The applicant had been subjected to targeted violence solely on account of his sexual orientation, which was characterised as a hate crime in the relevant international material. In the domestic proceedings it did not appear that any reasonable steps had been taken to examine the role which homophobic motives might have played in the applicant’s ill-treatment. The repeated refusals to open a criminal case had further contained no assessment of the possible homophobic motives behind the ill-treatment and had provided no explanations as to the conclusion that no such motives had existed. Therefore, the Court found that the state had been in violation of Article 14 (prohibition of discrimination) in conjunction with Article 3. 

The Court also found, unanimously, a violation of Article 5 on account of the applicant’s arbitrary detention by State agents during the above period which had had no legal grounds and had not been officially acknowledged (European Court of Human Rights, 2023). 

 

A.E. v. Bulgaria (application no. 53891/20) 

Underlying issue: The case explored the authorities’ failure to provide adequate protection, in law and in practice, to Ms A.E., a 15-year-old domestic violence victim. Through the circumstances of the case, the Court examined the situation of domestic violence victims in Bulgaria, observing the policies implemented at state level for the protection of domestic violence victims and the punishment of offenders (European Court of Human Rights, 2023).  

Legal matter: Violation of Article 3 (prohibition of inhuman or degrading treatment), and violation of Article 14 (prohibition of discrimination).  

Summary of facts: The case concerned complaints brought to prosecutors in Bulgaria that Ms A.E., then aged just 15, had been a victim of domestic abuse, including being beaten, kicked and strangled, by the 23-yearold man with whom she was living.  She was examined in an emergency room by a forensic doctor who, in his medical report, concluded that she had suffered traumatic injuries that could have been caused in the manner and at the time she described and had caused her pain and suffering.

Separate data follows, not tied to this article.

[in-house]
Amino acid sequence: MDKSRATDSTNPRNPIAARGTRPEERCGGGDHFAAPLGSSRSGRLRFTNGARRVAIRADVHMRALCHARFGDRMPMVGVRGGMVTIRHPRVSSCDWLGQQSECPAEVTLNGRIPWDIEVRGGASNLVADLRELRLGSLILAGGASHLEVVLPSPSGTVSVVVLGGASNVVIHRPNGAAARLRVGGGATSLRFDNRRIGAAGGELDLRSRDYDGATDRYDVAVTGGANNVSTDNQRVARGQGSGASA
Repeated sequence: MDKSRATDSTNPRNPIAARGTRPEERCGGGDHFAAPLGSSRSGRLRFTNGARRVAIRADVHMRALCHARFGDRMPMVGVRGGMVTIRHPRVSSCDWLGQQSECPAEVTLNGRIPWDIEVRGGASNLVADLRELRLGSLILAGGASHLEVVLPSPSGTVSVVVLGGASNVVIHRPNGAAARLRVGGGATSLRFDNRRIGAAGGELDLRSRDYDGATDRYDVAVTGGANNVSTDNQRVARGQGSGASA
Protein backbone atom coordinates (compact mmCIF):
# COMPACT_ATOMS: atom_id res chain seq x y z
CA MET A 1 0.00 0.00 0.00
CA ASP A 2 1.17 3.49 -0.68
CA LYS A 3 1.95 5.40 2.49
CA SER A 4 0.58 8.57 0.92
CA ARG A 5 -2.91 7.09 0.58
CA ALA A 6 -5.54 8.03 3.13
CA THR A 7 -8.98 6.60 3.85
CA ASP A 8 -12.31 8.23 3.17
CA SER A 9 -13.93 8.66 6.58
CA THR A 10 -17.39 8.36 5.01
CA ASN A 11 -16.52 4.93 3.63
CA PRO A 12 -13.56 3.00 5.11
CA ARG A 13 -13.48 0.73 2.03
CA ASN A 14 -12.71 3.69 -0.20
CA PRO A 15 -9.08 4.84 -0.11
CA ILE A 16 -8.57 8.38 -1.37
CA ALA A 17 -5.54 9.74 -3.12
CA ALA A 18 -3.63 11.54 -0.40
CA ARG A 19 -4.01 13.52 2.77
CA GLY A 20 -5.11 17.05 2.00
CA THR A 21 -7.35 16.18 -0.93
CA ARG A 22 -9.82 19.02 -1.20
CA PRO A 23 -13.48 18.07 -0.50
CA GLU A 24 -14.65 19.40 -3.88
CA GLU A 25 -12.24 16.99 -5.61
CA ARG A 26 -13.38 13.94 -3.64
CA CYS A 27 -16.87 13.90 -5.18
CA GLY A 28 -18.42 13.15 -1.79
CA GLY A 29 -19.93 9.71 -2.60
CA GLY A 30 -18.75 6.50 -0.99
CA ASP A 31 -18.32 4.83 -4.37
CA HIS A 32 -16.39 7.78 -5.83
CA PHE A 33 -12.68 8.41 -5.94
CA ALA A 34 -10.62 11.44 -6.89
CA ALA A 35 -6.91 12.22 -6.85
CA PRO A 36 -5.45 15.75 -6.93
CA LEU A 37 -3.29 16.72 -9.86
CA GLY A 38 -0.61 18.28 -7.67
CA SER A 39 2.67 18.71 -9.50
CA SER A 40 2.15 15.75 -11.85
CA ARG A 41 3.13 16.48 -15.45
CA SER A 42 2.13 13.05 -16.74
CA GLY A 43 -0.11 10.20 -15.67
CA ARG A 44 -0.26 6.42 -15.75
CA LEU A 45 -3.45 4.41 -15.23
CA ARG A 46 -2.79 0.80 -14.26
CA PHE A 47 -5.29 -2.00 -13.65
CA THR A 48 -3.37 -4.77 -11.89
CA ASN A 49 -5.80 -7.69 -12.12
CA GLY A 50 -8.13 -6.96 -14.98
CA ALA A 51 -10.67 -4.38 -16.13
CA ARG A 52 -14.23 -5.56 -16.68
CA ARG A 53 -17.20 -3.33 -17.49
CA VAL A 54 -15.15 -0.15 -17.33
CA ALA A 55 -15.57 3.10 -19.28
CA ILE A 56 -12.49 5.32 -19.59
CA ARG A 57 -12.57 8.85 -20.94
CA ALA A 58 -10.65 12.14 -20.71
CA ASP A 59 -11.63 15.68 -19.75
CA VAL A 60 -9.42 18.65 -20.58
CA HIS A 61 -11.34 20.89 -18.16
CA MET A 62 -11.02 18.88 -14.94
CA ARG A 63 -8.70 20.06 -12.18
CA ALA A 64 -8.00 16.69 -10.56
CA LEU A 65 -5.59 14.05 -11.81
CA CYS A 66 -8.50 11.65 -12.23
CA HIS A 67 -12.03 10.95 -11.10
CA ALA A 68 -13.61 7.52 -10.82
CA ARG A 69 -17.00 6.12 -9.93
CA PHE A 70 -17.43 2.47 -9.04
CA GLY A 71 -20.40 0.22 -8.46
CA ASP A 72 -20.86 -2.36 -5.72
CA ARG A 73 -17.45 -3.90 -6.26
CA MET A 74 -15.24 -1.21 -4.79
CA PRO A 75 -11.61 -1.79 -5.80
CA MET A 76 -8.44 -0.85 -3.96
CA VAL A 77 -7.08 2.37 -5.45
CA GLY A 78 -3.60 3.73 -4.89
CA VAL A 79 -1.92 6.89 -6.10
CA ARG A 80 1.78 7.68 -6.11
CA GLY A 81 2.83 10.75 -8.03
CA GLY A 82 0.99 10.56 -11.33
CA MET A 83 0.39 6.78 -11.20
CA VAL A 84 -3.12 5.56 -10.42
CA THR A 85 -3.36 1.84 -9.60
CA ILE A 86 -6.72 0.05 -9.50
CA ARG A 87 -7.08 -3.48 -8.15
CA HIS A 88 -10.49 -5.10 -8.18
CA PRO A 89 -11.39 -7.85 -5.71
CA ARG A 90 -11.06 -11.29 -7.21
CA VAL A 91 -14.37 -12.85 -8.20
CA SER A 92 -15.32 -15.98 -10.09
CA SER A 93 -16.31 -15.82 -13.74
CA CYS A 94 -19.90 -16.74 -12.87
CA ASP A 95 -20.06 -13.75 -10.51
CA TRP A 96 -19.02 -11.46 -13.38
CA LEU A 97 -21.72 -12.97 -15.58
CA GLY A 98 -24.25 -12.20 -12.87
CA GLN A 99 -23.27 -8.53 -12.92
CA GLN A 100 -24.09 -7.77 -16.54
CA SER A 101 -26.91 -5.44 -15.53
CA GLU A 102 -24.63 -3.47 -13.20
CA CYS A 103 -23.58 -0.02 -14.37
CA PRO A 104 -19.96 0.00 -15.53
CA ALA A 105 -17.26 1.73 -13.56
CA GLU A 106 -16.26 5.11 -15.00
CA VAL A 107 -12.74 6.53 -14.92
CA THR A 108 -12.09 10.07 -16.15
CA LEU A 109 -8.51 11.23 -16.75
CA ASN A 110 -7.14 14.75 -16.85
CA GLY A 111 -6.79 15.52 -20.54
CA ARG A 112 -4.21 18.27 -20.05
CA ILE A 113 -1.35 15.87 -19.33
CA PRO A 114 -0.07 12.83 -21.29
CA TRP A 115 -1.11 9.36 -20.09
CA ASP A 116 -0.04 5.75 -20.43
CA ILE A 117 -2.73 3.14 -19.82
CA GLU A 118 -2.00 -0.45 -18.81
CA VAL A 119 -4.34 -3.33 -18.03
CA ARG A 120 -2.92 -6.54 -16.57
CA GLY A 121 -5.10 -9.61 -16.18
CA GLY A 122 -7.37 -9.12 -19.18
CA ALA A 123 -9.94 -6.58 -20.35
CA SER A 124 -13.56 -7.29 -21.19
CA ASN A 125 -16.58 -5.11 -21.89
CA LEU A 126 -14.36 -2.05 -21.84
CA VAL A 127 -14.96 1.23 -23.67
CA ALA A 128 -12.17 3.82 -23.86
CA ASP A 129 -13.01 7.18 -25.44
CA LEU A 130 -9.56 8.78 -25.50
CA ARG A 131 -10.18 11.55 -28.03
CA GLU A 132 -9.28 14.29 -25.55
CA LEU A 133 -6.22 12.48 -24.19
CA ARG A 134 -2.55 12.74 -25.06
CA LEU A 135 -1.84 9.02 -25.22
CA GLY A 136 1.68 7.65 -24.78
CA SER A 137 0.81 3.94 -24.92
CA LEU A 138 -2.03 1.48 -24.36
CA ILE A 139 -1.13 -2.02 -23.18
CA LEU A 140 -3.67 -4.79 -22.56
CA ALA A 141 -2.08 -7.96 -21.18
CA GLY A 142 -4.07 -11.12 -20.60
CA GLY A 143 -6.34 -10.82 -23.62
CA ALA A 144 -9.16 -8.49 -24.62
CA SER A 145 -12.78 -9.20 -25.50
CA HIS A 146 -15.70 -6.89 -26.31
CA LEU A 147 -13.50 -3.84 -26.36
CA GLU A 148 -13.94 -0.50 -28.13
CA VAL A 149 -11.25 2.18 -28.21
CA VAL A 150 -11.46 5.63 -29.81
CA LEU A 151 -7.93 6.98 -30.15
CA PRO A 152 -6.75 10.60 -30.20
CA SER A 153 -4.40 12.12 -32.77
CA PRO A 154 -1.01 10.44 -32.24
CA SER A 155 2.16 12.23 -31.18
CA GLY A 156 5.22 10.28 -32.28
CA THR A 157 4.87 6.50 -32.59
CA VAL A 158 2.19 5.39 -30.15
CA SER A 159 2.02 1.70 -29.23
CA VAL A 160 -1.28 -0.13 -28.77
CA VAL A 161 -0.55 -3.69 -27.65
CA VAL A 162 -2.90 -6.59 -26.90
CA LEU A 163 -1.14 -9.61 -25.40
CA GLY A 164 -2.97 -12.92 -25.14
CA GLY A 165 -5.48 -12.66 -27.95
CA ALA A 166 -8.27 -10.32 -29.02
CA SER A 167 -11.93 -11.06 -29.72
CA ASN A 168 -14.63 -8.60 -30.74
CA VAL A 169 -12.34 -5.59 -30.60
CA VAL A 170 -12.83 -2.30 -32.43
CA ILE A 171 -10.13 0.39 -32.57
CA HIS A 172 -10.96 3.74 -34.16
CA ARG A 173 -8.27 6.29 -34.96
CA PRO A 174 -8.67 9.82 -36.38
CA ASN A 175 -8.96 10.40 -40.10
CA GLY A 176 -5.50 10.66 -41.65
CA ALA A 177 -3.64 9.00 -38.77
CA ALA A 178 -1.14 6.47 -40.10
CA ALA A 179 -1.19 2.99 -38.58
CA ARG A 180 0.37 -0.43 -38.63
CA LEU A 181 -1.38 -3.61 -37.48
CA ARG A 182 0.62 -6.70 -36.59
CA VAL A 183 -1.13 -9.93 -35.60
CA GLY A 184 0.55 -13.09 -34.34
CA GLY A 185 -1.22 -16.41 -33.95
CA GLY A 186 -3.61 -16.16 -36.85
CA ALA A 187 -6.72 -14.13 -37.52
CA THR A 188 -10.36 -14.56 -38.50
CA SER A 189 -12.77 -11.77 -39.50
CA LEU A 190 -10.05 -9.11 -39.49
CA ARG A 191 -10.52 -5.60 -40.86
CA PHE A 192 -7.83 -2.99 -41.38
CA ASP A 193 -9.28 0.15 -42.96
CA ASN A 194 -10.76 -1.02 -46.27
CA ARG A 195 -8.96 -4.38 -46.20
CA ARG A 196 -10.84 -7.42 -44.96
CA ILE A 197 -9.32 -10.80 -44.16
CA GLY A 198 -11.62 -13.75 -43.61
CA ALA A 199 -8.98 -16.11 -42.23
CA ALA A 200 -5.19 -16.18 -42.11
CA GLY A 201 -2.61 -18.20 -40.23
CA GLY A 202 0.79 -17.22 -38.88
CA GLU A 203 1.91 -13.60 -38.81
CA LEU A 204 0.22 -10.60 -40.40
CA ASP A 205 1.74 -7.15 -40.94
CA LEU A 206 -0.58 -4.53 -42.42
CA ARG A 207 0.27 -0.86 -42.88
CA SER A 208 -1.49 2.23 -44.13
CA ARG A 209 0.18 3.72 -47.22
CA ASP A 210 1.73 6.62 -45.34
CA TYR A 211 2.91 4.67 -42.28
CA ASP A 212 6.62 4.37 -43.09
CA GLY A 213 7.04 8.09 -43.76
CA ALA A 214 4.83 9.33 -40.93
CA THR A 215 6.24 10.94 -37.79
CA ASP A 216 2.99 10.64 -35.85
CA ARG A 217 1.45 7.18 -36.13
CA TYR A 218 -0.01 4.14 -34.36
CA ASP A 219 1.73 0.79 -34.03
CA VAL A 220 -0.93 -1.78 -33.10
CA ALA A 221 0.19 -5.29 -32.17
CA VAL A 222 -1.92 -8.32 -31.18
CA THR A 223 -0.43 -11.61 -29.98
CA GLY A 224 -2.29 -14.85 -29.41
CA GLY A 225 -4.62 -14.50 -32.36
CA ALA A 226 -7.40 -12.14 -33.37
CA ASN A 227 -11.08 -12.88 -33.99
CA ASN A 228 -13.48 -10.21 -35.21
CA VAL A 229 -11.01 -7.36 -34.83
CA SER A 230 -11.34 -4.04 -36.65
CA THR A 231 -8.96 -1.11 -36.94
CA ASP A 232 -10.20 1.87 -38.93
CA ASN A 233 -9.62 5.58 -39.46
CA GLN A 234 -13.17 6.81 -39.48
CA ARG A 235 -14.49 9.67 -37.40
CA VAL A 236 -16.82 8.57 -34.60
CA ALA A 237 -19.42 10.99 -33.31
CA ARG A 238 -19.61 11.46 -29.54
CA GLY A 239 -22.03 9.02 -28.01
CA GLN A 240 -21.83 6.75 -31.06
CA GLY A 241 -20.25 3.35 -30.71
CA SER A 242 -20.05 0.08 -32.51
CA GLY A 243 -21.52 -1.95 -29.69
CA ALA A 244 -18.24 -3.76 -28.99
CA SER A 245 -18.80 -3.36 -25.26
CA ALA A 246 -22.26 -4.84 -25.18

The social services gave the prosecution service notice that a crime had been committed against a minor, describing the above incident as well as several earlier beatings, and requested that pre-trial criminal proceedings be opened. However, the district prosecutor, after preliminary police checks, refused to do so, finding that only an offence subject to private prosecution, namely minor bodily harm, had been committed and that the legal conditions for prosecutors to exercise their discretionary power to open criminal proceedings had not been met. The applicant’s subsequent appeals were dismissed.  

Legal reasoning: The Court found that the State had failed to protect A.E. in law – domestic-violence legislation was deficient – and fact – prosecutors had not opened criminal proceedings despite her vulnerable situation and the report that she had been subjected to repeated domestic violence. The Court held that Bulgaria had not put in place an effective system to punish all forms of domestic violence and provide sufficient safeguards for victims. The State failed to protect A.E. adequately either in law or in fact, leading to a violation of Article 3. 

The Court held that the Government had failed to disprove institutional inaction on the part of the authorities. The authorities had not disproved the applicant’s prima facie case of a general institutional passivity in matters related to domestic violence in Bulgaria. As the statistics provided by the applicant showed, for a sustained period of time women have continued to suffer disproportionately from domestic violence. The authorities had not shown that they had engaged adequately with the problem. It was not thus necessary for the applicant to show that she had been individually a target of prejudice by the authorities. Therefore, the Court found that the state of Bulgaria had been in violation of Article 14 (prohibition of discrimination) in conjunction with Article 3 (European Court of Human Rights, 2023). 

  

M.L. v. Poland (application no. 40119/21) 

Underlying issue: The case concerns the restriction of abortion rights following amendments introduced by the Polish Constitutional Court, resulting in the applicant being forced to travel abroad to terminate her pregnancy. The Court assessed whether, in the context of the case, the implementation of the legislative amendment had a psychological impact on the applicant, examining the lack of proper safeguards to protect her against arbitrariness (European Court of Human Rights, 2023). 

Legal Matter: Violation of Article 8 (right to respect for private and family life).  

Summary of facts: The applicant alleged that she had been banned from having access to a legal abortion in the case of foetal abnormalities, following a 2020 Constitutional Court judgment.  

The applicant became pregnant in 2020 and the foetus was subsequently diagnosed with trisomy 21, a genetic disorder. A scheduled hospital abortion had been cancelled when the legislative amendments resulting from the Constitutional Court ruling had come into force. Unable to have an abortion in Poland, the applicant ultimately had to travel to a private clinic abroad for the procedure.